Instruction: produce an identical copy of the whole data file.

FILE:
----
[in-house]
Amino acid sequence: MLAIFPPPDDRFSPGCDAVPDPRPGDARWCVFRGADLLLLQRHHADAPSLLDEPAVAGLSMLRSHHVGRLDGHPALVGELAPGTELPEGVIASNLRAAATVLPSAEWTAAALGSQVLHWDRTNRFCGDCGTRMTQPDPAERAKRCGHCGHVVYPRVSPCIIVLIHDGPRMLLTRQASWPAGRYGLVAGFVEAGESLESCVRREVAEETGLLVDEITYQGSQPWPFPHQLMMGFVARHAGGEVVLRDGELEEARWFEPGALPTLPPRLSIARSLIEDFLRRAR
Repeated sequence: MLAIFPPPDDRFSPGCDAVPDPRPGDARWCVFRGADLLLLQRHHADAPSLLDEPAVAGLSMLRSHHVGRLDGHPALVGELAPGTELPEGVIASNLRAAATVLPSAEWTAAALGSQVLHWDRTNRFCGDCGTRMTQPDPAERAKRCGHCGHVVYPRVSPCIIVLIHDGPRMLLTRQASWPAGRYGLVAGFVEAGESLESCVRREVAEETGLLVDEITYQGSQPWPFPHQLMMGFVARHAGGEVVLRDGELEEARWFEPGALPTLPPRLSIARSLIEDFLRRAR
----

[in-house]
Amino acid sequence: MLAIFPPPDDRFSPGCDAVPDPRPGDARWCVFRGADLLLLQRHHADAPSLLDEPAVAGLSMLRSHHVGRLDGHPALVGELAPGTELPEGVIASNLRAAATVLPSAEWTAAALGSQVLHWDRTNRFCGDCGTRMTQPDPAERAKRCGHCGHVVYPRVSPCIIVLIHDGPRMLLTRQASWPAGRYGLVAGFVEAGESLESCVRREVAEETGLLVDEITYQGSQPWPFPHQLMMGFVARHAGGEVVLRDGELEEARWFEPGALPTLPPRLSIARSLIEDFLRRAR
Repeated sequence: MLAIFPPPDDRFSPGCDAVPDPRPGDARWCVFRGADLLLLQRHHADAPSLLDEPAVAGLSMLRSHHVGRLDGHPALVGELAPGTELPEGVIASNLRAAATVLPSAEWTAAALGSQVLHWDRTNRFCGDCGTRMTQPDPAERAKRCGHCGHVVYPRVSPCIIVLIHDGPRMLLTRQASWPAGRYGLVAGFVEAGESLESCVRREVAEETGLLVDEITYQGSQPWPFPHQLMMGFVARHAGGEVVLRDGELEEARWFEPGALPTLPPRLSIARSLIEDFLRRAR